Everyone likes to complain about meetings, and for good reason. Meeting bloat is a research-verified phenomenon, many leaders fail to run effective meetings, finding times that work for everyone can present a serious bottleneck, and serial Zoom meetings really do result in mental fatigue (particularly for certain groups). 

For all these reasons, almost all of us have walked (or logged) out of a meeting muttering, "That meeting should have been an email." That sentiment is understandable, but new research suggests that many times the reverse is actually true.

A recent study published in Organizational Behavior and Human Decision Processes showed that, for specific kinds of tasks at least, face-to-face conversations wildly outperform email. When it comes to making decisions, reaching consensus by email takes more than three times longer than reaching a conclusion in person. 

How to make your work take three times as long 

Ravi Gajendran, the study's lead author and a professor of management at Florida International University, told The Wall Street Journal that the study was inspired by his own experiences reading and responding to colleagues' essay-length emails. "I hate these long back-and-forth emails," he explained to the paper. 

To investigate whether this was just a personal quirk or if long email chains really are exhausting time sucks, Gajendran and colleagues conducted a series of experiments. In one, they paired volunteers up and asked them to come to a decision about some common business problem, for instance coordinating a sales strategy. Some pairs completed the task via a face-to-face discussion, others did it over Gmail. 

Did the medium matter? An incredible amount, it turns out. When it came to the sales strategy task, pairs who spoke face-to-face took six minutes to reach a decision. Over email it took 20, meaning using email more than tripled the amount of time it took to reach consensus.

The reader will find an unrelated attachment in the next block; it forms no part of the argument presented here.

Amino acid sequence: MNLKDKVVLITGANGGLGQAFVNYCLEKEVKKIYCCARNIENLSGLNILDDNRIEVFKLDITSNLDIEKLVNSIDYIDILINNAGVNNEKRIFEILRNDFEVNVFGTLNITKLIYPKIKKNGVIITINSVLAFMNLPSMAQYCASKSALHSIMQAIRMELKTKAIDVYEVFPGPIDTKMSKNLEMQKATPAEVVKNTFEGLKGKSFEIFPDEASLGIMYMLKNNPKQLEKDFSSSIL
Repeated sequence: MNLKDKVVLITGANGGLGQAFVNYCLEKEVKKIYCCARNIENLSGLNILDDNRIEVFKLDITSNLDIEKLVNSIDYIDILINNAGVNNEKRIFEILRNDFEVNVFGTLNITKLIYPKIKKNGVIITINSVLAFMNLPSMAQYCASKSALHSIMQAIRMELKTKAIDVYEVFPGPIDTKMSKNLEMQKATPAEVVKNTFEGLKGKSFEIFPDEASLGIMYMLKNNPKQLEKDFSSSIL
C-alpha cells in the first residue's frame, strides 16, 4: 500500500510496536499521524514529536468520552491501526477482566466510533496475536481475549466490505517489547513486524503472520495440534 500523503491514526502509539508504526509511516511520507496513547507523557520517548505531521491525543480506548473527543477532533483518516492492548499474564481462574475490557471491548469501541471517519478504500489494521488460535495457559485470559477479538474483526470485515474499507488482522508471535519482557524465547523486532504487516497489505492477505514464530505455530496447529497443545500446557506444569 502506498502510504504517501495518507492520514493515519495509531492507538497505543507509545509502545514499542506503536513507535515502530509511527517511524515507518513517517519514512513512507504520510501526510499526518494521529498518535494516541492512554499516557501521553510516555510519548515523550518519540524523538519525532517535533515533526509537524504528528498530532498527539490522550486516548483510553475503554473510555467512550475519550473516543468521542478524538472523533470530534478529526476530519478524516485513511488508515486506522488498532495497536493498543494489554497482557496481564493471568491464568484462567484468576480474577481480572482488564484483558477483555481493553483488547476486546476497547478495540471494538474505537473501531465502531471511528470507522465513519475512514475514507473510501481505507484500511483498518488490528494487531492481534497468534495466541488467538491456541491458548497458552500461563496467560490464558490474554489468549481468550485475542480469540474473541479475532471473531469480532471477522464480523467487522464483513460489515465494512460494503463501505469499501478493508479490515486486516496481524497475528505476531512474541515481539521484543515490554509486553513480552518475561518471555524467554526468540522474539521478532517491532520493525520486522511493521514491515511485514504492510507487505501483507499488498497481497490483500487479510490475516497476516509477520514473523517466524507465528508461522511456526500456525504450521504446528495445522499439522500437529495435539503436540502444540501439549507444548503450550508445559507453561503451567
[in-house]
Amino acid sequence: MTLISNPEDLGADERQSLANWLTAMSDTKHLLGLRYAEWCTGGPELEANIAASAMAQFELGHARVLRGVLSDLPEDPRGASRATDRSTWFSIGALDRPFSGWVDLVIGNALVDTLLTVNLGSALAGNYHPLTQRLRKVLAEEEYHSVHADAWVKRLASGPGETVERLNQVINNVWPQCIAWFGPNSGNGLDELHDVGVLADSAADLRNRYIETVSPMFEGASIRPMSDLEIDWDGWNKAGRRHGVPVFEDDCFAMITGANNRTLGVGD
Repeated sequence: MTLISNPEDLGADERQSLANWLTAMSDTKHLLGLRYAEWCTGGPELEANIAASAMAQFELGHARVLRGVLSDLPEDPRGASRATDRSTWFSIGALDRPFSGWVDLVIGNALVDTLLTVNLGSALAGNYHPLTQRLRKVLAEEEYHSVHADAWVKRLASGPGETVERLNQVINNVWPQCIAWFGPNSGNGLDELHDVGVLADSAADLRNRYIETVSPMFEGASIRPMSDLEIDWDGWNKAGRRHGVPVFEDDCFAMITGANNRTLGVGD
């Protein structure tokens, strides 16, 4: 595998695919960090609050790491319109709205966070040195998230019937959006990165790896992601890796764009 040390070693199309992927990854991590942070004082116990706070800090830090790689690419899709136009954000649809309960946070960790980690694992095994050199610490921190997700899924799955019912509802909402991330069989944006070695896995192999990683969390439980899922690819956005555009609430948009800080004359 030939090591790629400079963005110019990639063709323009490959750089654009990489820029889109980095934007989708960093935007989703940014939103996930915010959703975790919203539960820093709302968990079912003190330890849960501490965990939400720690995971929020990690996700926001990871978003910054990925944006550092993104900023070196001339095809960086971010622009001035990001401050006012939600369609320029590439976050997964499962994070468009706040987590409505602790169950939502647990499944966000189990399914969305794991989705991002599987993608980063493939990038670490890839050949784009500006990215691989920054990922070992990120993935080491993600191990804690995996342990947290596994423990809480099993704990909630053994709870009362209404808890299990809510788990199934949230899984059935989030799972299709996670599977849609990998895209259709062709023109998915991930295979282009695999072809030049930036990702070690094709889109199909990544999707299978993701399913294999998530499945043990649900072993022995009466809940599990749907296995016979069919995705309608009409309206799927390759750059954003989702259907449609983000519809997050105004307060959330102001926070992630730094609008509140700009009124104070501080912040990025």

That sounds pretty bad for email, but that wasn't even the only drawback of reaching decisions over email, Gajendran and his team found. Follow-up studies showed that professionals who spend more time on text-based communication also report feeling more drained and less productive. Long discussions over email are not just inefficient, they also appear to tire people out for hours afterwards. 

Are you overrelying on email? 

These results are both clear and damning, but Gajendran stresses that email does have its uses. If your goal is simply information sharing, email is a fine choice. The problem arises when you attempt to use email for more complicated tasks like decision making or reaching consensus on complex topics. In these cases, an email really can't replace a face-to-face meeting without wasting an incredible amount of time. 

It should also be noted that previous research indicates email is a lousy medium for other common work tasks, too. One study found that, when it comes to persuading others, we're a whopping 34 times more likely to get a yes if we ask face-to-face rather than over email. Other research shows we feel more connected to others when we chat live rather than over email or text (it also found people wildly overestimate the expected awkwardness of real-time interactions). Communication experts caution against giving tough feedback over email as it's often misinterpreted. 

All of these findings should nudge entrepreneurs to consider whether they're overrelying on email. Yes, typing is often easier than getting everyone in the same (real or virtual) room and offers instant gratification, but failing to speak face-to-face (or even over a good, old-fashioned phone call) will cost you time, connection, and clarity in the long run.